Friday, March 24, 2023

Avraham was the epitome of a giver who truly personified the midah of chesed. What’s the essence of the midah of chesed, and what does it mean to be a real ba’al chesed?

Let’s picture a person who goes about his daily affairs, and is constantly met by people who have various requests and needs. This person’s heart goes out to all the needy people who come his way, and in his merciful nature he doesn’t hesitate to ascertain how he can help and supply their needs as best as he can. At first glance, this may seem to us like the type A baal chesed—he passionately gives to anyone who comes his way. However, although this person is a tremendous giver and his merits may indeed be too great to enumerate, essentially, this giver may not have necessarily attained the midah of chesed and thus not the prototype definition of being a ba’al chesed.

The Chovot Halevavot says that one who is pained by seeing the plight of others and gives to people out of mercy for them, it is as if he is giving to himself, for that which he is giving to the other is in order to alleviate his own pain he has for that person.

Rav Elya Dessler clarifies that feeling another person’s pain as your own is a tremendous level and is a great midah—if only we would always be like that! However, explains Rav Dessler, this isn’t the real meaning of the midah of chesed, but rather this is the midah of rachmanut (mercy). What’s the difference? The giving of the rachman (merciful person) is motivated by external matters—the needy person was necessary to stimulate his pity and thus desire to give. A true baal chesed on the other hand, loves the act of giving for its own sake. His motivation to give doesnt stem from people’s plight per se, but rather stems from within: His essence is so filled with the midah of chesed that he is overflowing with the desire to just give and give, and thus, he sees every moment in his life as an opportunity where he can give. As a result, he actively pursues chesed—he goes out and looks for situations where he can give (“Michtav m’Eliyahu,” 2).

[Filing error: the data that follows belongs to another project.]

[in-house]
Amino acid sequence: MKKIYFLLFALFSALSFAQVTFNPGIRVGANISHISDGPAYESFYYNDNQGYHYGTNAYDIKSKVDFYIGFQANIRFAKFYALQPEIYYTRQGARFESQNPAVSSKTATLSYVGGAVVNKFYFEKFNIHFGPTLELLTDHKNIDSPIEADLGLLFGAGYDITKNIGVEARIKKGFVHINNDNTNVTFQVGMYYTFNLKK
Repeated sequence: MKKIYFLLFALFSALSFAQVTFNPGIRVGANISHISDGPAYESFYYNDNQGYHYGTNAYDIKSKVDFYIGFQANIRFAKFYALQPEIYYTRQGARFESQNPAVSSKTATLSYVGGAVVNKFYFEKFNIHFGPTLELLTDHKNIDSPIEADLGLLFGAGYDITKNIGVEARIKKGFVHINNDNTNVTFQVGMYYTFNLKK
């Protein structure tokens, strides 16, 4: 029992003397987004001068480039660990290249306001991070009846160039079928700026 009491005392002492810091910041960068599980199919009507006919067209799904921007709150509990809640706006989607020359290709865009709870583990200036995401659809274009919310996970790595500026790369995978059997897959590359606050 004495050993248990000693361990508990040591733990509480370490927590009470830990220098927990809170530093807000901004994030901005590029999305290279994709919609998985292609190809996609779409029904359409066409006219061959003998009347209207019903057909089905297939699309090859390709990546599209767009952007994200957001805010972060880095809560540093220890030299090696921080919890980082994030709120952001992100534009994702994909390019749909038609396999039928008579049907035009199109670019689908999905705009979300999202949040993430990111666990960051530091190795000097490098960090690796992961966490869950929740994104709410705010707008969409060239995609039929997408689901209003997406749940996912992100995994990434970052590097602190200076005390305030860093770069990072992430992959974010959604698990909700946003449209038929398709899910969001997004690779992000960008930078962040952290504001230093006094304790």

A rachman is very great, but his act of giving is taluy b’davar—dependent on something, namely, the stimulus of people’s needs. The prototype baal chesed, however, loves to give for the sake of just giving, and is therefore purely self-motivated. He doesn’t need a person’s plight to move him to give. He’s ready to give, even if in theory there were no people in need.

This is actually the midah of Hashem, so to speak. R’ Yerucham Levovitz says that although it might seem that Hashem is kind and giving because He gives good to people, that’s not why He is considered a giver and a “good God.” Rather, Hashem, so to speak, is in essence a giver and had the desire to give even before He created the world—before there were those to whom he could give (“Da’as Chochma u’Mussar” 2:57).

We see from here that the midah of chesed is unaffiliated with the idea of giving. Giving doesn’t necessarily make one a genuine baal chesed. The ideal baal chesed is someone who at his core is a giver, whose essence is one that desires to give for its own sake. Giving is just an outgrowth of that. A rachman isn’t essentially a giver. Rather, his essence is mercy. It happens to be that an outgrowth of that is also giving. But he doesn’t have the middah of chesed.

In this week’s parsha we’re immediately introduced to a mind-blowing passage detailing (in unusually great detail) the chesed Avraham does for his guests. We immediately see his overwhelming love for chesed: for example, Avraham was greatly pained by not having guests. Why? We perhaps see from here that Avraham had such a longing to do chesed that despite the excruciating heat outside and the excruciating pain from his recent bris, plus the fact that he was in the middle of an indescribable experience of basking in the Shechina, he is still eagerly hoping for guests and is so pained by the lack of the opportunity to give to others. A real baal chesed desires to give for its own sake and is pained if he can’t. Another example: He sends Eliezer to look for passersby and Eliezer reports back in the negative, but Avraham doesn’t believe him. Eliezer was his loyal servant and disciple-; Why all of a sudden specifically here he doesn’t believe him? Here too, perhaps Avraham is so head over heels with the idea of giving, that his intense yearning and hunger for it causes a denial of even his loyal and trustworthy servant’s report.